told deputies. Deputies told her to call someone to pick up the child. She
pulled away from deputies during the arrest."
> Tom CruiseFox News reported on July 14th that the educational organization promoted
by Scientology celebrity Tom Cruise in a recent issue of People magazine
is a part of Scientology.
"The new issue of People magazine is out and contains a five-page spread
endorsing a program affiliated with the Church of Scientology. The program
is Hollywood Education Literacy Project, and in the feature story
superstar actor Tom Cruise credits it with curing his illiteracy. But what
is barely mentioned is that HELP, as it is known, has been roundly
criticized by mainstream educators as a propaganda tool of Scientology.
"Also not mentioned is that the not-for-profit Hollywood division of HELP
- which is based at Scientology's garish Celebrity Centre - dispensed in
2001 a mere $100 in grants and contributions. HELP had total expenses,
though, of $273,000 - more than half of which was for staff salaries. This
is according to the group's 2001 tax filing.
"Was People magazine so desperate to get a Cruise interview that they
didn't mind shilling for a cult organization? The answer, it seems, is
yes. Hidden in the story is the headline that Cruise was not able to read
until age 22. The first reading material he had, he claims, was a
Scientology picture book. That book led him to HELP and, consequently,
"People also gives little space to the many vociferous critics of
Scientology and of HELP, mentioning only briefly that they exist. This
came as a surprise to Carnegie Mellon University professor David S.
Touretzky. The professor, who has written an exhaustive analysis of HELP,
said, 'Fannie Weinstein, the reporter, called me and talked to me a lot.
She went out and got all the source materials and did a lot of research.
But I was cut out of the story.'
"Touretzky says that HELP is a rigid learning system full of Scientology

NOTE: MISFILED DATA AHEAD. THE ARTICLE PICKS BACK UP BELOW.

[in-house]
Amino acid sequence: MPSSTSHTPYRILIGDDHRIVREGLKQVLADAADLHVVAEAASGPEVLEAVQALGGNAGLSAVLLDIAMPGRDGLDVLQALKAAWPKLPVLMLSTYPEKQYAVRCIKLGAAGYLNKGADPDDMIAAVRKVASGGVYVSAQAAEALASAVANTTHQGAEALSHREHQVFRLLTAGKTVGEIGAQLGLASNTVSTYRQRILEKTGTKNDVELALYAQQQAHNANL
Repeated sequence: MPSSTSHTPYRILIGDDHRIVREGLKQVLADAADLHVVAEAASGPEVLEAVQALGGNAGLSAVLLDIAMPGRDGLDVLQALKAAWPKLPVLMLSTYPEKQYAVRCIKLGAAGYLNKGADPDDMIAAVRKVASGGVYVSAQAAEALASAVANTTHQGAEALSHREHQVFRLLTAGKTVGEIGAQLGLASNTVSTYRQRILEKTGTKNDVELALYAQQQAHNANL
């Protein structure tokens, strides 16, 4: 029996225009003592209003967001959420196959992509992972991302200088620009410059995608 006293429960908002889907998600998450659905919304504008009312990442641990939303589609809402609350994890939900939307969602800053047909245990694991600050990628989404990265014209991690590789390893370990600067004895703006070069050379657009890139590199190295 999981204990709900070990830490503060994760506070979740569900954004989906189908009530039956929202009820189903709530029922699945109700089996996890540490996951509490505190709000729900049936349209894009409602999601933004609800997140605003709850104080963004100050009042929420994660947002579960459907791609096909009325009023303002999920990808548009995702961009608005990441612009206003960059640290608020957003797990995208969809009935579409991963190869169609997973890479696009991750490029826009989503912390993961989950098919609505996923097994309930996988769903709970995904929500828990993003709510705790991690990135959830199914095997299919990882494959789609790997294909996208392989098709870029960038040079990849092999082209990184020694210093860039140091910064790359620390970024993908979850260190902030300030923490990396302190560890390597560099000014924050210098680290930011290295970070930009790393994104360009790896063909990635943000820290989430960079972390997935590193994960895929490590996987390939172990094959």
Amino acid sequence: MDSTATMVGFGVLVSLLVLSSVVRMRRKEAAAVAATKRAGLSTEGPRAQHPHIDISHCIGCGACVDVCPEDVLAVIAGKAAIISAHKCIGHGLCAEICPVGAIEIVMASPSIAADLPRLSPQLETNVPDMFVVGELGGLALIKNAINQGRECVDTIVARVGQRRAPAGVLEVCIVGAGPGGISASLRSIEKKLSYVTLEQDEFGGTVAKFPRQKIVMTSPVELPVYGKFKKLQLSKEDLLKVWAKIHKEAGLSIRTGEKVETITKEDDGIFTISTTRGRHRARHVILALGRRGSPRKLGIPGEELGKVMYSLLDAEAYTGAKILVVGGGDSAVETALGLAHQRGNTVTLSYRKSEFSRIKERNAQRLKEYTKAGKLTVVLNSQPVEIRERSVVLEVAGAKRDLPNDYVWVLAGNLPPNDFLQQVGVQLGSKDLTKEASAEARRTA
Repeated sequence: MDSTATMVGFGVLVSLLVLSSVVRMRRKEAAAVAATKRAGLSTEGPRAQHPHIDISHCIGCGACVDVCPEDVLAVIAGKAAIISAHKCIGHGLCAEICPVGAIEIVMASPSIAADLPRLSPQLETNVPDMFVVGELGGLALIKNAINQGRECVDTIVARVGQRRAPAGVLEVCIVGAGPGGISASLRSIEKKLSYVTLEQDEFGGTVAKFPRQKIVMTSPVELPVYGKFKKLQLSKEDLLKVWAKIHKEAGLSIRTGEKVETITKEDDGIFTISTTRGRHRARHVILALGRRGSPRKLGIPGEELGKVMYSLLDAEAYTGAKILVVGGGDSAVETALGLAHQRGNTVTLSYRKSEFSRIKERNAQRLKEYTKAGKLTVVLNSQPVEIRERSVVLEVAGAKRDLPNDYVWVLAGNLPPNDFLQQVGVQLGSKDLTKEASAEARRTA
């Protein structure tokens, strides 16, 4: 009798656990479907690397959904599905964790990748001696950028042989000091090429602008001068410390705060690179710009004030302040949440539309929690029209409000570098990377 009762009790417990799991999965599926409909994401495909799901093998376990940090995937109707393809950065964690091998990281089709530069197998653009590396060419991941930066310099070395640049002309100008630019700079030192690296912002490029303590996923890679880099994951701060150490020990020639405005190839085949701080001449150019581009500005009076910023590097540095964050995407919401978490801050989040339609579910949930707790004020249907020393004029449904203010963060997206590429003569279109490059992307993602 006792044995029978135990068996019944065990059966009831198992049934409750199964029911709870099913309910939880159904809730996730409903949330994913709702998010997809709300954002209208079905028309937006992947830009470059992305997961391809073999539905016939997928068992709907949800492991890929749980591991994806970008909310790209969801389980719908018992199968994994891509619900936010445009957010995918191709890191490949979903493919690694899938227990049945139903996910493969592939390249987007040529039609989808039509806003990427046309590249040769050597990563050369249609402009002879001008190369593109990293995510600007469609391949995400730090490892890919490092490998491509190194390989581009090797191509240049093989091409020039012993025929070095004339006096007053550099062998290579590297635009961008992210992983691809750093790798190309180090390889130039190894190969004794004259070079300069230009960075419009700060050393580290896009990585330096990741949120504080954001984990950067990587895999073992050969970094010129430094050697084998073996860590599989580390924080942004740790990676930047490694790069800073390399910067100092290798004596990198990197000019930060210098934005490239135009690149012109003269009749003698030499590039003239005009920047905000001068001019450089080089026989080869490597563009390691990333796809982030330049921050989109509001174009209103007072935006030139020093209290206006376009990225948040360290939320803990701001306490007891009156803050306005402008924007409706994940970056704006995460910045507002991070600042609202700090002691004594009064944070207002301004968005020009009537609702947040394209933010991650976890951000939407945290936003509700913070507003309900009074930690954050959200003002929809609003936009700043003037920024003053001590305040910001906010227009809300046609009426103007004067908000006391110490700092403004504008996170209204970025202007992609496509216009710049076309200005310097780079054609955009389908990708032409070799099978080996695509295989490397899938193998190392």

jargon, lingo and philosophy, and is designed to lead participants
straight into the science fiction-worshipping, pay-through-the-nose
'religion.' He writes that the HELP manual 'is no more a secular learning
methodology than wine and communion wafers are a Sunday morning snack.
Indoctrinating students into Study Tech's unconventional language and
world view, with its implied acceptance of L. Ron Hubbard as authority
figure, would do much to soften them up for future recruitment into
The Internet Movie Database reported on July 19th that Cruise is being
criticized by a Dyslexia charity for his statements in People.
"Tom Cruise has been criticized for speaking about how Church of
Scientology teachings helped him overcome his learning difficulties. The
movie star spoke exclusively to America's People magazine last week about
his involvement with Scientology's learning programs. But the
International Dyslexia Association has hit back at his claims, insisting
his statements are unscientific. Executive director J. Thomas Viall says,
'When an individual of the prominence of Tom Cruise makes statements that
are difficult to replicate in terms of what science tells us, the issue
becomes what other individuals who are dyslexic do in response to such a